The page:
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08 October 2010
The nursing problem – some factual observations

General healthcare rules indicate that a nurse should have an average of 4-5 patients to look after but with the manpower situation being as it is, this has become closer to 12. The situation gets worse at the ITU where nurses who are supposedly concentrating on one patient often have to deal with as much as 3 or 4 patients. Putting it simply, government has extended health services without essential manpower which clogs the whole system.

 

Although we have seen an active international campaign to recruit nurses from foreign countries, the huge shortage of around 700 nurses which are needed to run our healthcare system more efficiently will not be addressed anytime soon . Attempts to employ around 30 nurses from Pakistan have been mired in visa problems. The stark fact is that this recruitment intake will not even make for the 100 or so nurses lost to retirement this year..

 

We all remember that before EU accession, former Health Minister Louis Deguara had told the Prime Minister that there were sufficient nurses in the Maltese Health care system. This resulted in a numerus clausus on nursing courses at university of just 50 with their stipends slashed from the highest level of stipends to the lowest in the entire university.  

The situation at Mater Dei continues to take a turn from the worse due to the lack of planning where all support roles are being dumped onto nursing staff. Transferring of medicines from the pharmacy to the wards, clerical work, data input, transporting patients and running errands are just a few of the roles that nurses are expected to fulfill alongside their jobs. This is a situation which clearly cannot go on as nurses are certainly not trained for this kind of work.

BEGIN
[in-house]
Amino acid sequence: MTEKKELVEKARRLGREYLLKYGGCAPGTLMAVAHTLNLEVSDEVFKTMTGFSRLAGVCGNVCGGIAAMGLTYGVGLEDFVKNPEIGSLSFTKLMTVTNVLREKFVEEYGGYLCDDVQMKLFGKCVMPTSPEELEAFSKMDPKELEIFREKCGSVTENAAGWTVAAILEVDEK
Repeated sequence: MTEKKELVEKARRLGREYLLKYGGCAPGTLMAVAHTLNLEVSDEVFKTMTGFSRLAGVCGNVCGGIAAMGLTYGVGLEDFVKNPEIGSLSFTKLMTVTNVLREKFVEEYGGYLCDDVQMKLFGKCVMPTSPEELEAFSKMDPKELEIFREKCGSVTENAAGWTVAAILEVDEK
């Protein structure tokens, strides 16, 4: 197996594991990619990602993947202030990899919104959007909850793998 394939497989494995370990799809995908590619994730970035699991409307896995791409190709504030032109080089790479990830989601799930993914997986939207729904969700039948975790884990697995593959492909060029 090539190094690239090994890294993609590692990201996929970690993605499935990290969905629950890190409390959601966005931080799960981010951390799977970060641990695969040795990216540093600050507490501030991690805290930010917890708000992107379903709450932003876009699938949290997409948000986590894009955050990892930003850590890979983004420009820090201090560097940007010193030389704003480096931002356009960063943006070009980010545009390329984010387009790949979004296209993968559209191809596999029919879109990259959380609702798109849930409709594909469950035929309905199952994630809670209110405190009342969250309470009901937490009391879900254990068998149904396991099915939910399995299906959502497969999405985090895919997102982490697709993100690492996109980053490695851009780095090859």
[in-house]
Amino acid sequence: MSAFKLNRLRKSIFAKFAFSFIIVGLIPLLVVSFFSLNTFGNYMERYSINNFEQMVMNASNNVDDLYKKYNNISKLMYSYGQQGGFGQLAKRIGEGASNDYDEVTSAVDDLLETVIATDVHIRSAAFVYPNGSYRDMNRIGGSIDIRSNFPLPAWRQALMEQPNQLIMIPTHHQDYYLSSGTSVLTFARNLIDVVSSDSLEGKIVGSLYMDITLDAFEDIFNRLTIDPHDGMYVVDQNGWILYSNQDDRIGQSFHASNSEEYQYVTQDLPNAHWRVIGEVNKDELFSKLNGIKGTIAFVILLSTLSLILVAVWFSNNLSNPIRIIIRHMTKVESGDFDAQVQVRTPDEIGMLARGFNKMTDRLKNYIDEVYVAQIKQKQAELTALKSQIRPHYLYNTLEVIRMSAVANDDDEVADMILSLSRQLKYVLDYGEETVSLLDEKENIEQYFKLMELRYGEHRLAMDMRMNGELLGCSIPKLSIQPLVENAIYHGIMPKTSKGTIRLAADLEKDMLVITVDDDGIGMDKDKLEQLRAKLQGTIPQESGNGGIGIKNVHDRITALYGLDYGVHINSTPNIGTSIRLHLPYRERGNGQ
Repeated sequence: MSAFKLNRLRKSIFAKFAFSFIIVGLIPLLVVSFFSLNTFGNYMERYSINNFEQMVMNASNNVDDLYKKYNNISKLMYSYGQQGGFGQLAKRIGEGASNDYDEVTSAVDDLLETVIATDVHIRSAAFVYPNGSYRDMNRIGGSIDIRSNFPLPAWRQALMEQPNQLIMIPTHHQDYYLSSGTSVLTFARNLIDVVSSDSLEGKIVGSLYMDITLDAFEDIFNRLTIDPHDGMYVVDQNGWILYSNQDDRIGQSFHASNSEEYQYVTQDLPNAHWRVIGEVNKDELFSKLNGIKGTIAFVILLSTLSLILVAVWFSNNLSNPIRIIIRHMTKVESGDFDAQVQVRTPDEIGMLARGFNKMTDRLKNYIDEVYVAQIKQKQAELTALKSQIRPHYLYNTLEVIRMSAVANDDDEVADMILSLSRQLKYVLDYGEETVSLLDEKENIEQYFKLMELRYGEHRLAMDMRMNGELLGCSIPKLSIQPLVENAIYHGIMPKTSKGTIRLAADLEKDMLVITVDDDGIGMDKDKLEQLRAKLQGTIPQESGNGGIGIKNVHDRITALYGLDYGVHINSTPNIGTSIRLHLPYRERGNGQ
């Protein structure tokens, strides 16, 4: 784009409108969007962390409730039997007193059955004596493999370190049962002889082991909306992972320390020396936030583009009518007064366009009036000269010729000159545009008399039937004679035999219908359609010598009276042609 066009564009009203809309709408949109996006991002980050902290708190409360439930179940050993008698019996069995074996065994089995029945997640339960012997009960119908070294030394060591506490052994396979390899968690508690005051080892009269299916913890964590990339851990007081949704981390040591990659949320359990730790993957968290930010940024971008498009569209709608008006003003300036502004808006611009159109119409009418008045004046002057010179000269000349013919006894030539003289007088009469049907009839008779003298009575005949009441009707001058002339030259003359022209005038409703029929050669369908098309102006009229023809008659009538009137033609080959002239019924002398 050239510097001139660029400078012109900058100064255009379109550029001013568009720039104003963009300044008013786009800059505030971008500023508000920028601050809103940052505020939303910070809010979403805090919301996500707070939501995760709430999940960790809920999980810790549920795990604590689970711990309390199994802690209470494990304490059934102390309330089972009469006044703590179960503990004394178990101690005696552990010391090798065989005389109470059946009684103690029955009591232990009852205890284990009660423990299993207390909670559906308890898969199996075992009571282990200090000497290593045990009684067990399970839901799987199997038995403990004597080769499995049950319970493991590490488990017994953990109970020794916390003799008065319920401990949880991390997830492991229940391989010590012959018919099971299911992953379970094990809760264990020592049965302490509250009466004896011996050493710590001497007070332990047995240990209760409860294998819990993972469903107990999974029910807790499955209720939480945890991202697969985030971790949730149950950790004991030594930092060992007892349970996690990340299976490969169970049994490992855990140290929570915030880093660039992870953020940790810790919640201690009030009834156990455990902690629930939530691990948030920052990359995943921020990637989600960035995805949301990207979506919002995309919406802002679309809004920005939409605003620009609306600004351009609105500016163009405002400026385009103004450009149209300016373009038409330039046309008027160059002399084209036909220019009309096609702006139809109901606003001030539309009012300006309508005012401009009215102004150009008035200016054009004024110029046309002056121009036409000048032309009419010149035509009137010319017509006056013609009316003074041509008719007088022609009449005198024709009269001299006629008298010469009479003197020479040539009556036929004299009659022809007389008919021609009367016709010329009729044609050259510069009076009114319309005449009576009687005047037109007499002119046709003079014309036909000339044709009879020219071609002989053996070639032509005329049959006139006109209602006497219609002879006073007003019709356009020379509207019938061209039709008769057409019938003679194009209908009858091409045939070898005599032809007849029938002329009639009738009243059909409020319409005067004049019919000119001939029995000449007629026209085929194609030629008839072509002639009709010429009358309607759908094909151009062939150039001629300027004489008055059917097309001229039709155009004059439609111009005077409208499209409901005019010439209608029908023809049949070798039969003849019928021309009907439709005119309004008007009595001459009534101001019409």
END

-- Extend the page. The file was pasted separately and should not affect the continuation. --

To add insult to injury, nurses are being removed from the wards where they work in and placed in other areas, taking them out of the environment they are used to and putting further pressure on the nurses left who are trying to cope with the added workload. 

 

Overcrowding is another common problem. A maximum of 26 patients are often taken into a 20-bed ward. At night, the staff send these extra patients away, finding them a bed wherever possible in the health system. However, during the day, if  a patient needs to lie down, they have to fight for a bed – truly humiliating when one is already demoralized by illness.

 

The long-term plan of better community service, making available health care professionals to the homes of people who may be bed-ridden but do not require hospital facilities has to be implemented without delay. Apart from increasing the well-being of the patient, this will also remove pressure from hospitals, leaving nurses to tend to those patients that really require hospital care.

 

We need to move away from the polyclinic attitude to primary health care, where patients are required to attend a clinic for services. This is a 1970s attitude that the rest of Europe has moved away from in order to provide more patient-based services. But how can this happen without adequate staffing levels of midwives and nurses is the question the government should be asking? The reply is definitely pie in the sky for now.

 

 


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